Anyone who follows – still follows, which might be a smaller number – my twitter feed might have noticed a recurring argument with some friendly Labor types on the subject of Australia adopting a multi-member electorate scheme and thereby having a parliament that didn’t disenfranchise 30-50% of the electorate.
It’s a fairly complex argument to have in 140 character snippets, so I’m setting up a thread here to discuss it.
What I’m saying, in essence, is this:
- It’s a fiction to claim that someone is meaningfully “represented” by an MP they voted against.
- As a result of single member electorates, on average 30-50% of the electorate ends up with a local MP they didn’t vote for. Someone who votes in parliament quite contrary to their views. How is a Liberal voter represented by a local Labor MP? How is one of the 1.5 million Greens voters represented by their local Liberal or Labor MP? These MPs claim to represent all of their constituents, but a single MP can’t possibly represent all the different views in their electorates.
- Put another way, picking a single “winner” in each electorate creates an unacceptable and unnecessary number of “losers” – “losers” being defined as any Australian without a representative for whom they voted.
- With multi-member electorates (of which proportional representation is the purest option – one electorate for the whole country with 150 members), the parliament would match the views in the electorate. If 12% of the population votes Green, the Greens would have 12% of the seats, and 12% of the population would be represented in parliament exactly with the appropriate level of power. If 10% of the population voted for Fundies First, they’d have 10% of the seats, and 10% of the power. You know – democracy. Hopefully, once the barriers to entry of new parties are reduced, there’d start being some real competition to represent various groups. Your socially liberal former Liberal voters would start a libertarian party to represent their views. Your socially conservative Labor voters might start a… well, they’ve got the ALP already. Your socially progressive ALP voters might start a centre-left social democratic party that represents a pro-union progressive perspective but isn’t focused on the environment like the Greens. Basically, voters would have CHOICE.
- The parliament that results would probably be one where no party has a majority – which is good, because no party represents the views of 51% of the population now, and yet one of them gets power with support on certain issues that it uses to win votes on issues where its position is actually a minority one. It would probably be a parliament of 4-5 main parties with 20-30% of the seats each. They’d form different coalitions depending on the issue. Your social progressives would join together on social issues, despite disagreeing on economic ones. And then on economic ones the majority position would involve a different grouping.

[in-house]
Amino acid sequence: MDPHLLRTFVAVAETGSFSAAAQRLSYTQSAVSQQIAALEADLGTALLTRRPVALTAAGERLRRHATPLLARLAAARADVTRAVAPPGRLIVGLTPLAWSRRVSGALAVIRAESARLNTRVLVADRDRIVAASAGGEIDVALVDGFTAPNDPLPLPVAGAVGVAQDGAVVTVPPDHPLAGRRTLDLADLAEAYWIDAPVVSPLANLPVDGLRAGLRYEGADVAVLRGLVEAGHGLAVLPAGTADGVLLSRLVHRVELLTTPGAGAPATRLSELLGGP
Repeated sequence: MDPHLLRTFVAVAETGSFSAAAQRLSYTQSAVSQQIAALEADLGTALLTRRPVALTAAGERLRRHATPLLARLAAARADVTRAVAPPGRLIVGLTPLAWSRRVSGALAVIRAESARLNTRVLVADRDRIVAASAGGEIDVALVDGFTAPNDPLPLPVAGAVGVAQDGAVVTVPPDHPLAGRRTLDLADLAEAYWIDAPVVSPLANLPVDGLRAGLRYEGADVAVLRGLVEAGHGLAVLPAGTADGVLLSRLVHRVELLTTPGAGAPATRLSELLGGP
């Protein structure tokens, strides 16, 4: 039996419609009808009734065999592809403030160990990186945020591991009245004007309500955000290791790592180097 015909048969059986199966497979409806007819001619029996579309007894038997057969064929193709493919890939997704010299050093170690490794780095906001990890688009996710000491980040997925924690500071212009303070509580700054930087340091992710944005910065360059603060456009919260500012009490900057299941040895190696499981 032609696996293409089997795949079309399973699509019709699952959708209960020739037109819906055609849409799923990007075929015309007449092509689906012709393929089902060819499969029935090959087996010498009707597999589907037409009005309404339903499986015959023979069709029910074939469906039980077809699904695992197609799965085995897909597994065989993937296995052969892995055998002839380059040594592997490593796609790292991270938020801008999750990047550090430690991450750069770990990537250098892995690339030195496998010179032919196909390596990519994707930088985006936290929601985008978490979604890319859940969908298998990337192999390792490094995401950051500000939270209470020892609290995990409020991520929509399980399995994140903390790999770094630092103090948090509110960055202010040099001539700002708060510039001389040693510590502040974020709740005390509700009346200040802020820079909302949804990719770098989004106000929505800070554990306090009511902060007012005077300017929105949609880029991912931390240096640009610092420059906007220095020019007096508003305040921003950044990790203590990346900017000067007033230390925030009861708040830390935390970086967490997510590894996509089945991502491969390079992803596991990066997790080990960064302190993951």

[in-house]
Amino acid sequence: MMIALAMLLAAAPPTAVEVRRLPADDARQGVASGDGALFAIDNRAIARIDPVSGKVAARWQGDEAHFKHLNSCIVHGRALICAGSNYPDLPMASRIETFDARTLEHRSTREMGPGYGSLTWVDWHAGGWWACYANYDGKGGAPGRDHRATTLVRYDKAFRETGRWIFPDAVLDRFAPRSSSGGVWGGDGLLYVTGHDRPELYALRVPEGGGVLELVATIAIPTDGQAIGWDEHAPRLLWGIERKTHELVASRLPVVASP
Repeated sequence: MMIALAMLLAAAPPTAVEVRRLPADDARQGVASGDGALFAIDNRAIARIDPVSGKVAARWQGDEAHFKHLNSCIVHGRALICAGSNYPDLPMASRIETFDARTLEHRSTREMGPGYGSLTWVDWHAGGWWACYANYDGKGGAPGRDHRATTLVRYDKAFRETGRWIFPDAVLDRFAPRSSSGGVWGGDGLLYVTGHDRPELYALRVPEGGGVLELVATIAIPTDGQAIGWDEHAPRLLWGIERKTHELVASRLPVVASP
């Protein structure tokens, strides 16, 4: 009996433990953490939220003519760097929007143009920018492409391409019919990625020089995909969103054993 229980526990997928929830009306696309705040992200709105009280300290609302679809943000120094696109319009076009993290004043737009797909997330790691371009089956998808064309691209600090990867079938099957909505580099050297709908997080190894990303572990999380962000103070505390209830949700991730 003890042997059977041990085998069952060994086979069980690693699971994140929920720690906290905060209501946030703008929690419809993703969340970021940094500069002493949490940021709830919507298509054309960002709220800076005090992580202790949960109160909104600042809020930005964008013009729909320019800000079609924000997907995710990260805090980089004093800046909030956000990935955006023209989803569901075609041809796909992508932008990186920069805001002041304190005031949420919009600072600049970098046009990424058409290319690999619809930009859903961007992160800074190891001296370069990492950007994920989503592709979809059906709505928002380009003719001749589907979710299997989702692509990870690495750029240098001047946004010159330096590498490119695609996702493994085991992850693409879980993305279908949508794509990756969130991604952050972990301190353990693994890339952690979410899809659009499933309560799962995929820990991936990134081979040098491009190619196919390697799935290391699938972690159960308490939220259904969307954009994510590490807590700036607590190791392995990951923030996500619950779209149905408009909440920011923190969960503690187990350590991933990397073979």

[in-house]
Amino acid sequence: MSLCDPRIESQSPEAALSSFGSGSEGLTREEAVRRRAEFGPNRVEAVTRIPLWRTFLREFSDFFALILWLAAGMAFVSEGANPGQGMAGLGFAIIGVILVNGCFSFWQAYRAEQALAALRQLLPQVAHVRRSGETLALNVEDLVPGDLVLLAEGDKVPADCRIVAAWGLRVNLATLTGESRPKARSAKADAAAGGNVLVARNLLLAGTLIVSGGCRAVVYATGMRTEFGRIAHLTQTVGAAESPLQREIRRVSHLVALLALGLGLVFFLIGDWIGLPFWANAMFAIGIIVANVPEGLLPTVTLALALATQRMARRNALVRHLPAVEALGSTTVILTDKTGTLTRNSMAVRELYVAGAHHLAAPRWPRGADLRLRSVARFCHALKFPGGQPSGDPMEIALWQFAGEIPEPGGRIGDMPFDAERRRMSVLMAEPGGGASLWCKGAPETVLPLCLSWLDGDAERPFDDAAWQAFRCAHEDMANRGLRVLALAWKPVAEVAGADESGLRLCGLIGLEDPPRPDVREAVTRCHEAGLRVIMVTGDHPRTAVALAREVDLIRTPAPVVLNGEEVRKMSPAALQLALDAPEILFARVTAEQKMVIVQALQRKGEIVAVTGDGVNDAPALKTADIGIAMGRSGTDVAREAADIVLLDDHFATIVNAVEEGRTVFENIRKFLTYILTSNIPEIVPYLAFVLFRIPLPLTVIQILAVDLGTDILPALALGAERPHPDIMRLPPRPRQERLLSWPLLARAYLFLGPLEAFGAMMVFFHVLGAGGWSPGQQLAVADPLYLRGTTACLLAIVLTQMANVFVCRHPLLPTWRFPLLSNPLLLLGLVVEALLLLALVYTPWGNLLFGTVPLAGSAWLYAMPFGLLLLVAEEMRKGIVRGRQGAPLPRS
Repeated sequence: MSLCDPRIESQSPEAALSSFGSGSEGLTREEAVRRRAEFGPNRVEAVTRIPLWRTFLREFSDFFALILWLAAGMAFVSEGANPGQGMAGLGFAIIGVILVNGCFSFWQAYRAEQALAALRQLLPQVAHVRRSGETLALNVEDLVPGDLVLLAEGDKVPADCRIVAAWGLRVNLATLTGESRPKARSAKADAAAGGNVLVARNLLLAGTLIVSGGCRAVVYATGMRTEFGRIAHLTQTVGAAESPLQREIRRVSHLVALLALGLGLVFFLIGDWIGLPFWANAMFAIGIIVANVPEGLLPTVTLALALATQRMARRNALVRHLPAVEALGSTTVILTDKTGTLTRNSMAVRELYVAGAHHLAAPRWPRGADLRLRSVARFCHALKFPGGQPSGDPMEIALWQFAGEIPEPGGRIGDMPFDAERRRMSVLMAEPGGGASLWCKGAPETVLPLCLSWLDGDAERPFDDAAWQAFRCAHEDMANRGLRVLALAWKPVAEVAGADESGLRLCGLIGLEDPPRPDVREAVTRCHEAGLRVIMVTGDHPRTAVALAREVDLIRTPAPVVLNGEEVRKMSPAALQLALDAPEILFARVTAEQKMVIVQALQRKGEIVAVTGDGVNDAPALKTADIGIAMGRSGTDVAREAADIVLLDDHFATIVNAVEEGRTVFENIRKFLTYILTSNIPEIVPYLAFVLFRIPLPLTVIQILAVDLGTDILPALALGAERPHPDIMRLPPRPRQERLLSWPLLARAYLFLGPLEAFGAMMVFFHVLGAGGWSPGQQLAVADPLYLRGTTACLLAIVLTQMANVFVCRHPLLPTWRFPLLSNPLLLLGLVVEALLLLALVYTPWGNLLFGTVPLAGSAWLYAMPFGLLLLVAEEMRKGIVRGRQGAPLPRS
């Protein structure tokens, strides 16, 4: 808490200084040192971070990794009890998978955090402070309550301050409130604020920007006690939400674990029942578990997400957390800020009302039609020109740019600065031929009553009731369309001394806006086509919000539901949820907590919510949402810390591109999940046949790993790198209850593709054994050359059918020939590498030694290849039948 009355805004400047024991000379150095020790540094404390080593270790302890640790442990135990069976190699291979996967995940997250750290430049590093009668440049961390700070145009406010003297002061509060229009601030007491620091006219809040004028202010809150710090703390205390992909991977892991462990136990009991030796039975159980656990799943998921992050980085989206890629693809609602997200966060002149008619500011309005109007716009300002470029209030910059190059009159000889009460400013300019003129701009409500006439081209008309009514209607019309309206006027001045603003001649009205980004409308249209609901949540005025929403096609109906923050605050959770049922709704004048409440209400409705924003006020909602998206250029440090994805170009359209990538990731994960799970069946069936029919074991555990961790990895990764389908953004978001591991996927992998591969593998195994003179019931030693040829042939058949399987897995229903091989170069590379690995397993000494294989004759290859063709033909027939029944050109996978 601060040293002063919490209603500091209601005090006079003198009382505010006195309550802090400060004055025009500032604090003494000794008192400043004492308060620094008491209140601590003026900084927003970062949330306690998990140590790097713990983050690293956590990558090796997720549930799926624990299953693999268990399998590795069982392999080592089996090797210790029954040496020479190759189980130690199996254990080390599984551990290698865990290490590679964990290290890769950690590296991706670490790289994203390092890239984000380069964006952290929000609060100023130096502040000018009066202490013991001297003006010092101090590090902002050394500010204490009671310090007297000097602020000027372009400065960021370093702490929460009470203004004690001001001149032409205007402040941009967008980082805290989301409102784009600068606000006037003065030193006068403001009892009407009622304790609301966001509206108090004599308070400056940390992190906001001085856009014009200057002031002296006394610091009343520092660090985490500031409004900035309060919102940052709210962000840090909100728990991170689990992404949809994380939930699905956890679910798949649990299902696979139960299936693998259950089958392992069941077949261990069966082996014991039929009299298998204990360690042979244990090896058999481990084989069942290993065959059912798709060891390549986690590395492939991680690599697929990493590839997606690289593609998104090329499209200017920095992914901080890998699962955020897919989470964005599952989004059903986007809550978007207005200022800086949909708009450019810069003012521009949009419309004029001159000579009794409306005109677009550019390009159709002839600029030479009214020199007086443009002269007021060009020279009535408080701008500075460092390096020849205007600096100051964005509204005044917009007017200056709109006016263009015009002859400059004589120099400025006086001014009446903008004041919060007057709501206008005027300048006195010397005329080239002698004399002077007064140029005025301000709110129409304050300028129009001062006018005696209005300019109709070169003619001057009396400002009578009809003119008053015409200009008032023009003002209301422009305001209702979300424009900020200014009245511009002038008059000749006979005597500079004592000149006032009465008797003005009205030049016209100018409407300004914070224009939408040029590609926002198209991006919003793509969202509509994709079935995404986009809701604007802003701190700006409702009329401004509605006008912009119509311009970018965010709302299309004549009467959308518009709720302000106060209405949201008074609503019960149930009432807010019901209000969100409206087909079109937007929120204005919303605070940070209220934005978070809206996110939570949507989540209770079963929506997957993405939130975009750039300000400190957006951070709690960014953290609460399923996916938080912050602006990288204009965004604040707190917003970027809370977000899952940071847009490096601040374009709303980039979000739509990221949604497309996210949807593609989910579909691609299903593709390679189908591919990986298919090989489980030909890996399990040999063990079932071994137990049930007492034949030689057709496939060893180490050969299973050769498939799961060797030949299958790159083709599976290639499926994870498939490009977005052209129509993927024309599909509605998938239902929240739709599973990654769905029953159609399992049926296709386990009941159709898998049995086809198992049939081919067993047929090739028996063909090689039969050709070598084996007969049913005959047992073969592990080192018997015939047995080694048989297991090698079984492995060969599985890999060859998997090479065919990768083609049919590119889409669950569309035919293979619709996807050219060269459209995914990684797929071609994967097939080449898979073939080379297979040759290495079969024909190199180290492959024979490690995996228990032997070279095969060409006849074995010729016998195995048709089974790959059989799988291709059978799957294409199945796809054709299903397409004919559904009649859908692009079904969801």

- Who’d be Prime Minister? Well, the Parliament would appoint a spokesperson, as now. His or her power would be limited, as now. No-one would confuse them with being like a President – as they do now – because they would be just the spokesperson for the Parliament. The parliament could pick a new spokesperson at any time.
- Ministers? Again, the parliament would vote for new Ministers to head Departments, Departments that would manage public services as they do now. Quite likely the MP who becomes Treasurer might be from a different party than the one who becomes Minister for Education – if there was a conflict, parliament would choose who wins. With a vote.
- How to explore complex issues? Parliamentary committees, as now.
It’s not really all that complicated. It’s democracy. A parliament that represents the people. Unlike what we’ve got now – a dodgy fix that redirects people’s votes to big old parties so that they have no real representative at all.
Keep in mind that these viewpoints are represented by particular MPs now. For example, there are socially conservative ALP MPs, and socially progressive ALP MPs, and socially conservative Liberal MPs, and socially progressive Liberal MPs. But the present system separates this from real democracy in two ways:
- There’s no way for the public to choose between different types of candidates in a big party – they’re presented with one local ALP and one local Liberal candidate, and if they’re from a faction with which the voter disagrees, stiff bikkies. So the mix of those factions within the party is almost completely unrelated to their actual support in the community.
- The various factions still have to vote within the big party. So socially progressive Liberals have to vote with socially conservative Liberals even on social issues, rather than with progressive ALP MPs. And vice versa with socially conservative members of each party. So the ultimate result on certain issues doesn’t even match their support in the parliament itself.
If instead of big parties with factions, we had smaller parties, then their numbers in the parliament would really match their support in the community, and they could vote on their actual views, not against them.